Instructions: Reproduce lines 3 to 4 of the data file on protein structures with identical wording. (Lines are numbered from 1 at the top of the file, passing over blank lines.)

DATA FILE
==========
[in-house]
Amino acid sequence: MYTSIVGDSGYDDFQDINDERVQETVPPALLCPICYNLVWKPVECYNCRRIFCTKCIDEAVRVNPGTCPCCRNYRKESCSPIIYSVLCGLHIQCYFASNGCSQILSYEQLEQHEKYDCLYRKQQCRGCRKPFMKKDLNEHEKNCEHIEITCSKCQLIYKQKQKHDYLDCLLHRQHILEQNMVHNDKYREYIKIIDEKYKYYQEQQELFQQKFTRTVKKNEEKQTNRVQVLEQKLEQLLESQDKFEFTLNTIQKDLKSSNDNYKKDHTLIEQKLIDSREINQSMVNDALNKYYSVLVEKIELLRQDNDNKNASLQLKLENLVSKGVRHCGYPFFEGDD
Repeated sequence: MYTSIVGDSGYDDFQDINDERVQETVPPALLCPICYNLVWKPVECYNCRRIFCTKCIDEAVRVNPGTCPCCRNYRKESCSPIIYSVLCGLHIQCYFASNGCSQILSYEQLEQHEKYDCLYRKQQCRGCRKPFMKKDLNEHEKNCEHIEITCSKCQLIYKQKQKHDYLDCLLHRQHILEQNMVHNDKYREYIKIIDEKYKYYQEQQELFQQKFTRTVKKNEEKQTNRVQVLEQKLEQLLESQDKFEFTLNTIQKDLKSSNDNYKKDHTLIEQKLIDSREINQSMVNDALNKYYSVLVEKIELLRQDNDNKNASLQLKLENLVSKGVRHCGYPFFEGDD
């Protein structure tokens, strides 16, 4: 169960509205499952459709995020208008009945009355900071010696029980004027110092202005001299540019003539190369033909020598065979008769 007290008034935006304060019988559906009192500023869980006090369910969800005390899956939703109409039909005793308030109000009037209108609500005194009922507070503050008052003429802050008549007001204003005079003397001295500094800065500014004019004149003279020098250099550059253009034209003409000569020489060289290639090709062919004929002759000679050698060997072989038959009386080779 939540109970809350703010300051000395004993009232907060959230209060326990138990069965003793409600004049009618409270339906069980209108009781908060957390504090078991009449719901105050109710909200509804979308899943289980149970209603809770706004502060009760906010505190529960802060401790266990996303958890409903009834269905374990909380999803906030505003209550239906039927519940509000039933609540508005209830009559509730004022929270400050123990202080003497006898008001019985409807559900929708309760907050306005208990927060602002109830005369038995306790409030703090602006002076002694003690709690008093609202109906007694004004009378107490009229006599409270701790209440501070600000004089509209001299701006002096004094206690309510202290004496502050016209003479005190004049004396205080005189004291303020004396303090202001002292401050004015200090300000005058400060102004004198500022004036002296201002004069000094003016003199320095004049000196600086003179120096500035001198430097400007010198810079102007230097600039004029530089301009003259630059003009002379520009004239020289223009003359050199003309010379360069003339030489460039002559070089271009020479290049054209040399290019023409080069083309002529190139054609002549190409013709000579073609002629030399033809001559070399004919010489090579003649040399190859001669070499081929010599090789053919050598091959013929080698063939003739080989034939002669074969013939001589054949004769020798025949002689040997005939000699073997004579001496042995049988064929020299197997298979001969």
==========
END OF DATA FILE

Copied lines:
Repeated sequence: MYTSIVGDSGYDDFQDINDERVQETVPPALLCPICYNLVWKPVECYNCRRIFCTKCIDEAVRVNPGTCPCCRNYRKESCSPIIYSVLCGLHIQCYFASNGCSQILSYEQLEQHEKYDCLYRKQQCRGCRKPFMKKDLNEHEKNCEHIEITCSKCQLIYKQKQKHDYLDCLLHRQHILEQNMVHNDKYREYIKIIDEKYKYYQEQQELFQQKFTRTVKKNEEKQTNRVQVLEQKLEQLLESQDKFEFTLNTIQKDLKSSNDNYKKDHTLIEQKLIDSREINQSMVNDALNKYYSVLVEKIELLRQDNDNKNASLQLKLENLVSKGVRHCGYPFFEGDD
């Protein structure tokens, strides 16, 4: 169960509205499952459709995020208008009945009355900071010696029980004027110092202005001299540019003539190369033909020598065979008769 007290008034935006304060019988559906009192500023869980006090369910969800005390899956939703109409039909005793308030109000009037209108609500005194009922507070503050008052003429802050008549007001204003005079003397001295500094800065500014004019004149003279020098250099550059253009034209003409000569020489060289290639090709062919004929002759000679050698060997072989038959009386080779 939540109970809350703010300051000395004993009232907060959230209060326990138990069965003793409600004049009618409270339906069980209108009781908060957390504090078991009449719901105050109710909200509804979308899943289980149970209603809770706004502060009760906010505190529960802060401790266990996303958890409903009834269905374990909380999803906030505003209550239906039927519940509000039933609540508005209830009559509730004022929270400050123990202080003497006898008001019985409807559900929708309760907050306005208990927060602002109830005369038995306790409030703090602006002076002694003690709690008093609202109906007694004004009378107490009229006599409270701790209440501070600000004089509209001299701006002096004094206690309510202290004496502050016209003479005190004049004396205080005189004291303020004396303090202001002292401050004015200090300000005058400060102004004198500022004036002296201002004069000094003016003199320095004049000196600086003179120096500035001198430097400007010198810079102007230097600039004029530089301009003259630059003009002379520009004239020289223009003359050199003309010379360069003339030489460039002559070089271009020479290049054209040399290019023409080069083309002529190139054609002549190409013709000579073609002629030399033809001559070399004919010489090579003649040399190859001669070499081929010599090789053919050598091959013929080698063939003739080989034939002669074969013939001589054949004769020798025949002689040997005939000699073997004579001496042995049988064929020299197997298979001969």